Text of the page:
Alty News: NASA Scientist says California Has One Year of Water Left; Cracks Emerge in ISIS | Buzz Blog
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Alty News: NASA Scientist says California Has One Year of Water Left; Cracks Emerge in ISIS


Lawmakers in New Jersey have condemned Gov. Chris Christie after the state quietly agreed to accept less than 3 percent of the $8.9 billion it had initially sought from Exxon over pollution at two refinery sites, a settlement amounting to just three cents on the dollar.

Top of the Alty World

"A Gift to ExxonMobil? Chris Christie Criticized over Settlement to Clean Up Century of Contamination"—Democracy Now!

A NASA scientist has rattled California's water regulators by claiming the state only has a year's worth of water left.—High Country News

Sixty-nine percent of American voters—including 51% of Republicans— want a federal law that prohibits LGBT discrimination according to a new national poll released, though the poll didn't discuss the issue of religious exemptions.—BuzzFeed

Cracks are beginning to emerge in the strength of the Islamic State with the terror organization's funds dwindling and the movement even beginning to kill its own followers.—The Economist

Top of Alty Utah

Governor Herbert says he is leaning toward signing the controversial firing squad bill.—Utah Policy

Salt Lake City police and other officials held a community forum to let citizens know about their rights when dealing with law enforcement.—Salt Lake City Weekly

Lawmakers created a $5 million fund for water pipeline projects before an audit will be released that is expected to ding water bosses for using bad water data to justify costly water projects.—Salt Lake City Weekly

The Salt Lake City metro area leads the nation in job creation according to a Gallup survey.—SL City News


Utah Politico Hub looks at some of the veto-worthy bills from the legislative session.

Wolf/Sage Grouse Delisting Appropriations. I’ll be honest–I like money, and I like it when rich out-of-state folk spend their money in Utah. Whether they come for the Sundance Festival, skiing, conventions, Utah’s gorgeous national parks, or for big game hunting, money spent in Utah is good. On the other hand, I also like to know that when the state is spending money to make Utah attractive to the rich out-of-state types, the money is actually being used for the purpose it is intended for. Right now, the appropriations to keep the sage grouse off of the endangered species list and the wolf out of the state seem to be big black holes (and have been for several years) in an other wise transparent state. A veto might encourage legislators to insist on more clear accounting by recipients of state money.—Utah Politico Hub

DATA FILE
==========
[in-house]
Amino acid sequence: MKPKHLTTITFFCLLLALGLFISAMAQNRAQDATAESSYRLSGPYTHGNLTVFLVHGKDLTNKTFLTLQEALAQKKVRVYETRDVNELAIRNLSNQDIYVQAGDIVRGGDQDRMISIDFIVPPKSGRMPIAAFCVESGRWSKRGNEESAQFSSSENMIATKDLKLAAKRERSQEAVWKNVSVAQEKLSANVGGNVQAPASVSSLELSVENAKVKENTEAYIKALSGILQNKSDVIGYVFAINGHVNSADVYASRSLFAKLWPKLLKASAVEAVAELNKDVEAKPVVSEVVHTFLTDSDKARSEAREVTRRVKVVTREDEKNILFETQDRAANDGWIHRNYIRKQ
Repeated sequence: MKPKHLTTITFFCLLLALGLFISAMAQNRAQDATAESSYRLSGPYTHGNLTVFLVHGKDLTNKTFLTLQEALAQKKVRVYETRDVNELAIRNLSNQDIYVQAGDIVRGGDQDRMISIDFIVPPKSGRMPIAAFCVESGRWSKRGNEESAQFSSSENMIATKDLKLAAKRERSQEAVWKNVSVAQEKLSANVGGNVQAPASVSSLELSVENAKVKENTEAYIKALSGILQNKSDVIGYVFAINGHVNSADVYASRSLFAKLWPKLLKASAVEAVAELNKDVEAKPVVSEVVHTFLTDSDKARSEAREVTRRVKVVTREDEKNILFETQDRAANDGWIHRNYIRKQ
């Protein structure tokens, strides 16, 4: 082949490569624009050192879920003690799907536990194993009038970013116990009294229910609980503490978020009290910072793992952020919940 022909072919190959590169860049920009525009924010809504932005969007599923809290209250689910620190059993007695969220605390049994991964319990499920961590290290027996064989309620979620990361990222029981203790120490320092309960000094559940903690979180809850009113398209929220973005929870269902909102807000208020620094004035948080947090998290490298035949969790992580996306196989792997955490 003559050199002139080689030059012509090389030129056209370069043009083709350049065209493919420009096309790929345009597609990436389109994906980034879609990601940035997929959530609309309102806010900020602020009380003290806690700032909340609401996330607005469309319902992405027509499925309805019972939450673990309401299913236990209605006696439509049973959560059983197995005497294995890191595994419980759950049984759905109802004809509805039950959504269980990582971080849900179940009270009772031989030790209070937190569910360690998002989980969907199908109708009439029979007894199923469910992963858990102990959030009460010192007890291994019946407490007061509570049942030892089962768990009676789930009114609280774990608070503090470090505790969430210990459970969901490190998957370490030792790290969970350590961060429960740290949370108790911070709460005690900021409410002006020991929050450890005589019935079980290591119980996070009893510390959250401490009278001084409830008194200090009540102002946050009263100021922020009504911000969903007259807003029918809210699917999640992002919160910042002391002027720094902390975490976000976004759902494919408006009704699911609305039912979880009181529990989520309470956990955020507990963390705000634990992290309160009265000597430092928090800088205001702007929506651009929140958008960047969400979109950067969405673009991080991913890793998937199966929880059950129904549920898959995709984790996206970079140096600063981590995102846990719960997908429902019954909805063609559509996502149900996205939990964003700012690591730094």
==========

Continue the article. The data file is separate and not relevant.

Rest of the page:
The Long View

City Weekly recaps the session's big bills, under the radar bills and other highlights and oddities from the 2015 Legislature.

And so lawmakers concluded their time on the hill, having raised the gas tax by 5 cents per gallon, doling out $500 million in surplus tax revenues to schools and giving The Church of Jesus Christ of Latter-day Saints the religious liberty protections it asked for in exchange for supporting basic human rights for the LGBT community. They aso waded into the era of modern law enforcement, where the well-trodden path of warehousing drug addicted and mentally ill humans could be replaced with rehabilitation programs.

These lawmakers won't be away from the hill for long. On March 12, the final day of the session, Herbert held a news conference and announced that, indeed, nothing would be done on health-care reform. But he set a July 31 deadline for a deal, and vowed to call a special session of the Legislature to hammer out the details once and for all.

For the uninsured sick and dying Utahns who listened to Herbert promise in 2014 to take action on health-care reform, threaten to convene a special session, and then kick the deadline to summer, then fall, then by the end of the year and then to the legislative session, and now back to summer, the chance to visit a doctor really is just a big, shiny, moving target that is going to have to wait.—Salt Lake City Weekly